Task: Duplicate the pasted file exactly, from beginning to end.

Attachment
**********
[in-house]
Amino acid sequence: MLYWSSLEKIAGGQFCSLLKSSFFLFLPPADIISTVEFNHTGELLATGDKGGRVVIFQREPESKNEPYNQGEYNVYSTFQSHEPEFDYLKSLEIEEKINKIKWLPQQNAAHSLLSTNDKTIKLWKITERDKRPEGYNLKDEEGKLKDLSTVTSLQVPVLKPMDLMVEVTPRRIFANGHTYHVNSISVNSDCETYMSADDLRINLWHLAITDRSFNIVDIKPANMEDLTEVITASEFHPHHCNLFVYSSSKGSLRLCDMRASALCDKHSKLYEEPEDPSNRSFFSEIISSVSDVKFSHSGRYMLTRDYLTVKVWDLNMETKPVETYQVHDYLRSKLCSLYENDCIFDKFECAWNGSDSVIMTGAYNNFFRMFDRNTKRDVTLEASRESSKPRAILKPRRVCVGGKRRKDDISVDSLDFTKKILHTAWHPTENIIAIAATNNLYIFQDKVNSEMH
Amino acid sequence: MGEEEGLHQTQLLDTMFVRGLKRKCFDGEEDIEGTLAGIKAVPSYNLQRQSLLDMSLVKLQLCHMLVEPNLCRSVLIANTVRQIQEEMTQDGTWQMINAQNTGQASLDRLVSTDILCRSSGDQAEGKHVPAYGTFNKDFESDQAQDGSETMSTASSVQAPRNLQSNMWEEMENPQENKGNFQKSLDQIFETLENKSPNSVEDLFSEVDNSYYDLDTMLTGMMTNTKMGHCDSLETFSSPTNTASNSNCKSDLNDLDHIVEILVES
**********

[in-house]
Amino acid sequence: MLYWSSLEKIAGGQFCSLLKSSFFLFLPPADIISTVEFNHTGELLATGDKGGRVVIFQREPESKNEPYNQGEYNVYSTFQSHEPEFDYLKSLEIEEKINKIKWLPQQNAAHSLLSTNDKTIKLWKITERDKRPEGYNLKDEEGKLKDLSTVTSLQVPVLKPMDLMVEVTPRRIFANGHTYHVNSISVNSDCETYMSADDLRINLWHLAITDRSFNIVDIKPANMEDLTEVITASEFHPHHCNLFVYSSSKGSLRLCDMRASALCDKHSKLYEEPEDPSNRSFFSEIISSVSDVKFSHSGRYMLTRDYLTVKVWDLNMETKPVETYQVHDYLRSKLCSLYENDCIFDKFECAWNGSDSVIMTGAYNNFFRMFDRNTKRDVTLEASRESSKPRAILKPRRVCVGGKRRKDDISVDSLDFTKKILHTAWHPTENIIAIAATNNLYIFQDKVNSEMH
Amino acid sequence: MGEEEGLHQTQLLDTMFVRGLKRKCFDGEEDIEGTLAGIKAVPSYNLQRQSLLDMSLVKLQLCHMLVEPNLCRSVLIANTVRQIQEEMTQDGTWQMINAQNTGQASLDRLVSTDILCRSSGDQAEGKHVPAYGTFNKDFESDQAQDGSETMSTASSVQAPRNLQSNMWEEMENPQENKGNFQKSLDQIFETLENKSPNSVEDLFSEVDNSYYDLDTMLTGMMTNTKMGHCDSLETFSSPTNTASNSNCKSDLNDLDHIVEILVES